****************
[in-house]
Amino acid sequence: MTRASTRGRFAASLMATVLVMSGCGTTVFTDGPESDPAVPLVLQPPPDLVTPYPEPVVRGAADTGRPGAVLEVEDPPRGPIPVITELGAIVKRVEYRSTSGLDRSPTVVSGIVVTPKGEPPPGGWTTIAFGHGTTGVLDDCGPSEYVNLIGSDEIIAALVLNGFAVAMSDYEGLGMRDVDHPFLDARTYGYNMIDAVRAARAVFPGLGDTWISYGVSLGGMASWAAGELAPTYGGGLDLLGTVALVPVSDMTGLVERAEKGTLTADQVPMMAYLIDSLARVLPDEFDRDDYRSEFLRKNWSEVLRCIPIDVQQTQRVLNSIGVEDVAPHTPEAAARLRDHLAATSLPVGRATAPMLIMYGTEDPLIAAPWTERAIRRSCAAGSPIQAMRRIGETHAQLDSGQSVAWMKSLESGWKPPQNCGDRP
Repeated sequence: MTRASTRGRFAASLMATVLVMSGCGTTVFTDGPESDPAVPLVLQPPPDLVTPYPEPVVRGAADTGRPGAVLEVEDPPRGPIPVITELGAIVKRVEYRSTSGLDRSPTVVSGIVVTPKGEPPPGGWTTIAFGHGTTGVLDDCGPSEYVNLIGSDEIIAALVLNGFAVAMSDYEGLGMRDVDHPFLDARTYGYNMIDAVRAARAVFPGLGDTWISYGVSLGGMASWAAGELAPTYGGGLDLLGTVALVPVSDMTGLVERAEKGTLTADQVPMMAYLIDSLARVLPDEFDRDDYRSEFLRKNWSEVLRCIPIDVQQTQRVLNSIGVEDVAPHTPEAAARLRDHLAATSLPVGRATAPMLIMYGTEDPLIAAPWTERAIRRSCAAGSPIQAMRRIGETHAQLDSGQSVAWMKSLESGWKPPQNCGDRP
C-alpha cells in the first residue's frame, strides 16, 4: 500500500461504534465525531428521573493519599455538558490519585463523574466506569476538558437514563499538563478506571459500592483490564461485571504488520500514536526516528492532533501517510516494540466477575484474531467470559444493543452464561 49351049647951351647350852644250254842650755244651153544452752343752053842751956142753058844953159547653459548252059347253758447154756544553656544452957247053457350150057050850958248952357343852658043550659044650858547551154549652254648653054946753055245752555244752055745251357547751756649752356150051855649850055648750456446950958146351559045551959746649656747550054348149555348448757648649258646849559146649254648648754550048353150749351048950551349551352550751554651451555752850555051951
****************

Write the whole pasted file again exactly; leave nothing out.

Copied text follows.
[in-house]
Amino acid sequence: MTRASTRGRFAASLMATVLVMSGCGTTVFTDGPESDPAVPLVLQPPPDLVTPYPEPVVRGAADTGRPGAVLEVEDPPRGPIPVITELGAIVKRVEYRSTSGLDRSPTVVSGIVVTPKGEPPPGGWTTIAFGHGTTGVLDDCGPSEYVNLIGSDEIIAALVLNGFAVAMSDYEGLGMRDVDHPFLDARTYGYNMIDAVRAARAVFPGLGDTWISYGVSLGGMASWAAGELAPTYGGGLDLLGTVALVPVSDMTGLVERAEKGTLTADQVPMMAYLIDSLARVLPDEFDRDDYRSEFLRKNWSEVLRCIPIDVQQTQRVLNSIGVEDVAPHTPEAAARLRDHLAATSLPVGRATAPMLIMYGTEDPLIAAPWTERAIRRSCAAGSPIQAMRRIGETHAQLDSGQSVAWMKSLESGWKPPQNCGDRP
Repeated sequence: MTRASTRGRFAASLMATVLVMSGCGTTVFTDGPESDPAVPLVLQPPPDLVTPYPEPVVRGAADTGRPGAVLEVEDPPRGPIPVITELGAIVKRVEYRSTSGLDRSPTVVSGIVVTPKGEPPPGGWTTIAFGHGTTGVLDDCGPSEYVNLIGSDEIIAALVLNGFAVAMSDYEGLGMRDVDHPFLDARTYGYNMIDAVRAARAVFPGLGDTWISYGVSLGGMASWAAGELAPTYGGGLDLLGTVALVPVSDMTGLVERAEKGTLTADQVPMMAYLIDSLARVLPDEFDRDDYRSEFLRKNWSEVLRCIPIDVQQTQRVLNSIGVEDVAPHTPEAAARLRDHLAATSLPVGRATAPMLIMYGTEDPLIAAPWTERAIRRSCAAGSPIQAMRRIGETHAQLDSGQSVAWMKSLESGWKPPQNCGDRP
C-alpha cells in the first residue's frame, strides 16, 4: 500500500461504534465525531428521573493519599455538558490519585463523574466506569476538558437514563499538563478506571459500592483490564461485571504488520500514536526516528492532533501517510516494540466477575484474531467470559444493543452464561 49351049647951351647350852644250254842650755244651153544452752343752053842751956142753058844953159547653459548252059347253758447154756544553656544452957247053457350150057050850958248952357343852658043550659044650858547551154549652254648653054946753055245752555244752055745251357547751756649752356150051855649850055648750456446950958146351559045551959746649656747550054348149555348448757648649258646849559146649254648648754550048353150749351048950551349551352550751554651451555752850555051951